The IAC was invited to present at the World Business and Executive Coaching Summit in 2012 and 2013. A panel of IAC members including Krishna Kumar, Natalie Tucker Miller and Aileen Gibb, and myself, discussed the using Masteries to develop coaching skills in managers in a variety of settings.
The IAC also co-sponsored ISEC’s Leadership Mantras for the Modern Age in Bangalore, India. The conference was created by IAC Vice President Krishna Kumar. The keynote speaker was Sir John Whitmore and speakers active in the IAC include Krishna Kumar, M. Shanmugam (Shan), Teo Jin Lee, Bonnie Chan, and Nigel Cumberland. Krishna presented the first two of four awards that were part of our Tenth Anniversary Celebration.
Finally, we were one of the sponsors of the Conversation Among Masters Conference. I had the opportunity to speak to the group about the beauty of the Masteries and awarded two free one-year memberships to the winners of a drawing.
Webinars and Chats
We created a number of virtual learning experiences over the past two years. We began with taking the Inside Scoop column live. This was followed with a series of webinars on special topics or approaches designed to expand our toolkits and our thinking. Kim Ades and Kristi Arndt hosted a series of webinars featuring many of our member benefits.
In May, 2013, I hosted our first webinar for members. Dr. Doris Helge spoke about transforming painful events into personal empowerment. Over the past two years, we had built a library of interviews with masterful coaches including Julia Stewart, Shirley Anderson, Angel Spaxman, Natalie Tucker Miller and Aileen Gibb. Interviewers included me, Ed Britton, Kristi Arndt and Natalie Tucker Miller. You can find a complete list and access to the recordings on the website. Krishna hosted a second webinar with Natalie Tucker Miller speaking about the Masteries.
We’ve held open calls for the licensees and Ask the Certifier calls, both series conducted by our Certifiers. We’ve also had regular Open Chats, available to members and anyone interested in learning more about the IAC, hosted by a variety of Board members.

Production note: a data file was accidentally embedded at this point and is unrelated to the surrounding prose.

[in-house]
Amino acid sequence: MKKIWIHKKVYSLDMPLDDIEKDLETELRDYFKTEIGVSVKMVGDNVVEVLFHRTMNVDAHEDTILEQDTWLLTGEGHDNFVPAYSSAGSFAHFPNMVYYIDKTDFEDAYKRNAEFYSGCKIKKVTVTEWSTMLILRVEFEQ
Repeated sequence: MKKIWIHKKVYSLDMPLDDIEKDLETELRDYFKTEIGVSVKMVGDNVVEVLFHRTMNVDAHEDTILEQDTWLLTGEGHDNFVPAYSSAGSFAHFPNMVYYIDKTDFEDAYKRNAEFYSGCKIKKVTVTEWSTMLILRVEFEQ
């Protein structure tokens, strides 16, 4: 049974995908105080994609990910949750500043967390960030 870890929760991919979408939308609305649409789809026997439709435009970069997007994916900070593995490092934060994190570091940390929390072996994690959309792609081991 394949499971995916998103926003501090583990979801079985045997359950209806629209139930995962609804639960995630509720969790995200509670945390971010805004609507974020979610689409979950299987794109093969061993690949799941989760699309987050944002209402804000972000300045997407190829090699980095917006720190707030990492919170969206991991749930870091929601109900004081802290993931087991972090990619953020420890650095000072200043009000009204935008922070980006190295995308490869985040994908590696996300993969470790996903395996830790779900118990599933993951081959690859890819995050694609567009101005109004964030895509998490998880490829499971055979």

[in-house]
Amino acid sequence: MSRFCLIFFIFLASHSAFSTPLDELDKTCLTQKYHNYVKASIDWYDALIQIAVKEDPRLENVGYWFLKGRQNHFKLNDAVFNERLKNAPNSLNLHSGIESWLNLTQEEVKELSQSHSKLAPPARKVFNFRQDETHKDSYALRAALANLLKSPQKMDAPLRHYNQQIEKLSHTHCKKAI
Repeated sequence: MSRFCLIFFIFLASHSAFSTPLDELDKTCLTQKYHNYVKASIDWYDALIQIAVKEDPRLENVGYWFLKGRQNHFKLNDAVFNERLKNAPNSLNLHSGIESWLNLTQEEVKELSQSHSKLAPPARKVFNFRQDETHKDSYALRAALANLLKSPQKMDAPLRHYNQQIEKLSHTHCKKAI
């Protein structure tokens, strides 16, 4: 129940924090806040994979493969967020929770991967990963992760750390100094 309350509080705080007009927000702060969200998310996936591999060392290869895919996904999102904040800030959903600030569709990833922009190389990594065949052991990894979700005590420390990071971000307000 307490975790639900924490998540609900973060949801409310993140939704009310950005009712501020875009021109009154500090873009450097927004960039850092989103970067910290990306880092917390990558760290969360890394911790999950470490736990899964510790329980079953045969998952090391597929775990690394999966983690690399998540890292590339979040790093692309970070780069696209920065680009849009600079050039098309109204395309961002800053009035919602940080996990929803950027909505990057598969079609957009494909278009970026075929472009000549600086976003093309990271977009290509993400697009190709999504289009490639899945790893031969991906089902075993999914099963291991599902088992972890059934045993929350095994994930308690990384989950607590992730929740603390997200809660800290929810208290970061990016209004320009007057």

We’ve created a forum for the Licensees in order to promote a sense of community. There’s a Members’ Forum, a Research Forum, and a Groupsite for Volunteers – all designed to promote communication within the IAC.
We celebrated our tenth anniversary throughout the year. Highlights included awarding free memberships to a small group of early adopters and to all past presidents. We also gave two Lifetime Achievement Awards to Sir John Whitmore and Natalie Tucker Miller, and two President’s Awards to Bonnie Chan and Shirley Whitmore. We also contributed an article to choice’s tenth anniversary issue.
Joy and Gratitude
I hope you’ve stayed with me for this very long message, because this is where I have the opportunity to say thank you. It has been a joy to serve all of you and to bring us all further along the path to coaching mastery.
I am grateful for every member of the IAC. You demonstrate what masterful, world-class coaching looks like both in your work and in who you are. I am grateful to everyone who has served on the Board of Governors and on the committees that keep the IAC vibrant. Vicki, Kristi, Krishna, Peter, Shan, Pepe, Tatiana, Penni, Jin, and former BOG members Joan, Bonnie Kerryn and Kerul, You’ve all done brilliant work. I’m grateful for our staff – Wendy, Becky behind the scenes and Ed, Beth Ann, Diana and Natalie with both public and private roles.
Thank you all! Vicki – I’m grateful that this crew has your back!
Wishing you all continued success on your path to coaching mastery.
Dr. Susan R. Meyer, MMC is President of Susan R. Meyer, Coaching and Consulting. As a Life Architect, she helps wise and wild women construct a joyful life, provides executive coaching and instills a coaching approach to leadership for organizational success. www.susanrmeyer.com.
I am fully aware that the month of December can be hectic and highly stressful. The stress could be eustress. The stress could be distress. Either way… it is stress.
In December there are parties, travel, family gatherings, music recitals, school breaks, common colds and uncommon challenges on our plans and our time. After all, December is the holiday month. The celebrations of Hanukkah, Christmas, Kwanzaa, and New Year's Eve name but a few.
Here’s the thing: not everyone in the northern hemisphere celebrates the December holidays. Yet all of us in the northern hemisphere experience the shorter days and longer nights if we are aware of the rhythms of nature. Shorter days and longer nights are a phenomenon leading up to what some people call winter. Others call it winter solstice or sun standing. Actually, the solstice is only a brief moment in time, like a pendulum at the top of its swing.
I read on Wikipedia that: “The term solstice can also be used in a broader sense, as the date (day) when this occurs. The day of the solstice is either the longest day of the year (in summer) or the shortest day of the year (in winter) for any place outside of the tropics.”
It is getting cold where I live and the rhythms of my entire day change. It has started to snow and when that happens time slows down and so do I. I eat different food, I plan my outside chores and my outings to town differently. I get quiet.